Connecting Local Baseline Knowledge for Conservation of Ramogi Hill Forest: A Collective Action of Indigenous Community

15 Nov 2017 Bondo, Kenya, Africa Forests | People

Moses Odhiambo Abonga

Other projects

7 Mar 2023

Synergizing Community-Led Monitoring and Remote Sensing of Threatened and High Value Trees in Ramogi Hill Forest

This project aims at empowering the local community in Ramogi forest with forest monitoring skills while also incorporating the indigenous knowledge so as to build an efficient and cost effecting community led natural resource management system. We will carry out detailed biophysical mapping, ethno-ecological survey and assessment, indigenous tree establishment and training for the community. Through these activities we also hope to establish local and regional networks on forest management systems and promote climate change initiatives such as REDD+. Local communities, as users of natural resources, are usually familiar with the state of the forest, and should be actively engaged in forest management. With the large human resource in the villages, more data from the forest can be collected across different scales not otherwise feasible and at regular intervals. The engagement of communities on monitoring may also strengthen their rights and stakes in owning the data which may legitimize more strongly their claim to REDD+ incentives and rewards in future.

Pawpaw seedlings for planting in edge of forest.

Pawpaw seedlings for planting in edge of forest.

Ramogi hill forest provides multiple environmental, economic, social and cultural benefits to the community. Although the biological diversity of Kenya remains mostly protected, there are many unprotected areas such as Ramogi, whose biodiversity is declining fast and is also receiving little attention. The major threats to biological diversity in Ramogi hill forest include: human population pressure, escalating poverty situation, poor land use practices, lack of awareness leading to inadequate involvement of community in conservation. In the past there have been political pronouncements on conservation of indigenous forests including presidential decree on total ban in logging of indigenous timber, however, wanton destruction of Ramogi forest continues unabated. Currently the rate of logging in Ramogi forest is far much above planting, resulting in degraded forests with large open areas and dwindling biodiversity. Other problems include commercial poaching of high value timber species for example Ocotea usambarensis (Camphor) and Juniperus procera, (African cedar). In addition, charcoal making is quite prominent in most of the forest area. Furthermore, lack of physical and biological inventory from Ramogi forest has derailed any efforts for conservation.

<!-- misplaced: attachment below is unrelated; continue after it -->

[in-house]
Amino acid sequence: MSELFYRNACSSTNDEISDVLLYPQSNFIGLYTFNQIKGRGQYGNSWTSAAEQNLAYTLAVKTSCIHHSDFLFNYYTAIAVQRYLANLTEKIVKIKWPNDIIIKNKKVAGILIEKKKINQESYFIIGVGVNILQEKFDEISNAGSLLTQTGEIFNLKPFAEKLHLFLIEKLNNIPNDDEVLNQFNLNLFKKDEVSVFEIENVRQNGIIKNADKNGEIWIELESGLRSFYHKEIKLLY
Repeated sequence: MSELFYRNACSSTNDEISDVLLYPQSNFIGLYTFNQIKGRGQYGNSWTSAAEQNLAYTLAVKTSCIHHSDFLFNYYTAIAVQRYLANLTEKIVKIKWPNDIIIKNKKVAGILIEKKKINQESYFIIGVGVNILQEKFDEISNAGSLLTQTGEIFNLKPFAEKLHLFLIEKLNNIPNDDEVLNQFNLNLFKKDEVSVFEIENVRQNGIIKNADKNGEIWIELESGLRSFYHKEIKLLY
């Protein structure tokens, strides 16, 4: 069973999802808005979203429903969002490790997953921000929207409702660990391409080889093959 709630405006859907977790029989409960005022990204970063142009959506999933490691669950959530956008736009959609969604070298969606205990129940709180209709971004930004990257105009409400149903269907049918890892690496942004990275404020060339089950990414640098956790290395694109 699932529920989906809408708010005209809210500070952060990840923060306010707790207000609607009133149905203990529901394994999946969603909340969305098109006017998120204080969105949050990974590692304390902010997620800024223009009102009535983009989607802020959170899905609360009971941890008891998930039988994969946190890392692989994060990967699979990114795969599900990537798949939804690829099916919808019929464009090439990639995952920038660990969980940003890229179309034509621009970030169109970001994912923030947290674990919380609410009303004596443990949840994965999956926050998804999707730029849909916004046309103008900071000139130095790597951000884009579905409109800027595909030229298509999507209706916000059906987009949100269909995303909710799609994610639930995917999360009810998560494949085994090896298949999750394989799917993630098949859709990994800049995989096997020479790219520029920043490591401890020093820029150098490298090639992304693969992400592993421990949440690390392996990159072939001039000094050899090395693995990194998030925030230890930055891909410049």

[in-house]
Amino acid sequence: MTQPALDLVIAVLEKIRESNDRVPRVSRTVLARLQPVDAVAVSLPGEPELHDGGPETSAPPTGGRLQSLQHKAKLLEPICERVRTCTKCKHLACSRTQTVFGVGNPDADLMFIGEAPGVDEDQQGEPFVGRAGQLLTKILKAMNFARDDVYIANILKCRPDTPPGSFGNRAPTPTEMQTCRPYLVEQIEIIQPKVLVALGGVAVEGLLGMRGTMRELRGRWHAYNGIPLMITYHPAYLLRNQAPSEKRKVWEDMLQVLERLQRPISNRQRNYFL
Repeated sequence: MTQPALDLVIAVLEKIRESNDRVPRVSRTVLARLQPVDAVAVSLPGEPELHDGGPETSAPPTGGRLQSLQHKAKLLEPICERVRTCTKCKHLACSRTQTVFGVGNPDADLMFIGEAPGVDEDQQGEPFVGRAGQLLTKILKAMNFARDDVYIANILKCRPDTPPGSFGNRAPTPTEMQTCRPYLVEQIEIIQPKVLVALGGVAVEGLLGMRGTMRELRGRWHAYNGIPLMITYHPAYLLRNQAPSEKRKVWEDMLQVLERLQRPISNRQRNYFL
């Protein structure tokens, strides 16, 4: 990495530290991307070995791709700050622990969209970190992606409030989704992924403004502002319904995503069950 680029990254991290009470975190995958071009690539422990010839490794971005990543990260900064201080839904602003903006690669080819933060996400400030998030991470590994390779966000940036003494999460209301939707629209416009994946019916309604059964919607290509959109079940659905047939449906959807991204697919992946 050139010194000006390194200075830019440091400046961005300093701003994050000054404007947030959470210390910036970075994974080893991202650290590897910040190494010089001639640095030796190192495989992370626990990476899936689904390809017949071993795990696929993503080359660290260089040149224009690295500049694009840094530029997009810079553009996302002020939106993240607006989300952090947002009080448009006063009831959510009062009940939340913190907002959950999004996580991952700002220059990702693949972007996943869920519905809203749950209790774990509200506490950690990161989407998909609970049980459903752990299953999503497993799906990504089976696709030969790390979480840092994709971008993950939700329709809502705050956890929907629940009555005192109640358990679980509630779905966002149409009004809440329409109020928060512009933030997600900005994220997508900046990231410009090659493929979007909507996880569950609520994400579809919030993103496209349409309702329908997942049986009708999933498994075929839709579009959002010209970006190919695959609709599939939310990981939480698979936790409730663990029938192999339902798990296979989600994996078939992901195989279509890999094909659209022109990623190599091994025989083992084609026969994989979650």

Initiating and improving monitoring and assessment of Ramogi forest by the local community is very important conservation initiative that will empower locals with valuable forest monitoring skills. The 15 local members will have skills to collect and record data on Ramogi forest which will inform the national stakeholders on the status and trend of the forest and thus assist in conservation and formulation of policies. Training and education on REDD+ strategies will provide the community with a broader goal of implementing environmentally and socially sustainable land-use and forest activities and policies. The REDD+ strategies that the community will be trained on are geared towards:

1) Reducing pressures to clear forest for agriculture and other uses;

2) Promoting sustainable utilization of forests

3) Improving forest law enforcement and governance

4) Enhancement of carbon stocks. These will eventually lead to increase of tree cover especially for Milicia excelsa, Brachylaena huillensis and Juniperus procera which are near threatened.

The forest is also habitat for some forest specific animals like forest pouched rat, Mountain climbing mouse, Ross’s Turaco, Pygmy Kingfisher amongst others. Furthermore generalists animals especially avifauna are found in Ramogi.

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